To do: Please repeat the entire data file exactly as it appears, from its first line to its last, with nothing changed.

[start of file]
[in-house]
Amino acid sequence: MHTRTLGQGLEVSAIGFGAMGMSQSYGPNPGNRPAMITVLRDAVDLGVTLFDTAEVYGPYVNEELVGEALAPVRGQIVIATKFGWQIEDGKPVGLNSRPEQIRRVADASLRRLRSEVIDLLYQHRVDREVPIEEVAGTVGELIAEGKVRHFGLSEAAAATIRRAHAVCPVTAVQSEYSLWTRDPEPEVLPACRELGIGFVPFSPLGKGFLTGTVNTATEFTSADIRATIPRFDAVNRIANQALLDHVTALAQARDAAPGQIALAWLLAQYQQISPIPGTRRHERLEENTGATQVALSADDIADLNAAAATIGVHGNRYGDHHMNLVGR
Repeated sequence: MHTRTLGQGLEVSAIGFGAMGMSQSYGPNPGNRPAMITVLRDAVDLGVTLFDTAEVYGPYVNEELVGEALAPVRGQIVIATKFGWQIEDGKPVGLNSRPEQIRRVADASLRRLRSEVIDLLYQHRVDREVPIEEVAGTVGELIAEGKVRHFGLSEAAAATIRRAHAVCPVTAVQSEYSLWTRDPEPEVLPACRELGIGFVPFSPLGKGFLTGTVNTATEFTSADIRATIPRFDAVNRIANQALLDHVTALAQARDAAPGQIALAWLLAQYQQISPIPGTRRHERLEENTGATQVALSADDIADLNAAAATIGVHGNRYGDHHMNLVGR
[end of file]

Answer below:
[in-house]
Amino acid sequence: MHTRTLGQGLEVSAIGFGAMGMSQSYGPNPGNRPAMITVLRDAVDLGVTLFDTAEVYGPYVNEELVGEALAPVRGQIVIATKFGWQIEDGKPVGLNSRPEQIRRVADASLRRLRSEVIDLLYQHRVDREVPIEEVAGTVGELIAEGKVRHFGLSEAAAATIRRAHAVCPVTAVQSEYSLWTRDPEPEVLPACRELGIGFVPFSPLGKGFLTGTVNTATEFTSADIRATIPRFDAVNRIANQALLDHVTALAQARDAAPGQIALAWLLAQYQQISPIPGTRRHERLEENTGATQVALSADDIADLNAAAATIGVHGNRYGDHHMNLVGR
Repeated sequence: MHTRTLGQGLEVSAIGFGAMGMSQSYGPNPGNRPAMITVLRDAVDLGVTLFDTAEVYGPYVNEELVGEALAPVRGQIVIATKFGWQIEDGKPVGLNSRPEQIRRVADASLRRLRSEVIDLLYQHRVDREVPIEEVAGTVGELIAEGKVRHFGLSEAAAATIRRAHAVCPVTAVQSEYSLWTRDPEPEVLPACRELGIGFVPFSPLGKGFLTGTVNTATEFTSADIRATIPRFDAVNRIANQALLDHVTALAQARDAAPGQIALAWLLAQYQQISPIPGTRRHERLEENTGATQVALSADDIADLNAAAATIGVHGNRYGDHHMNLVGR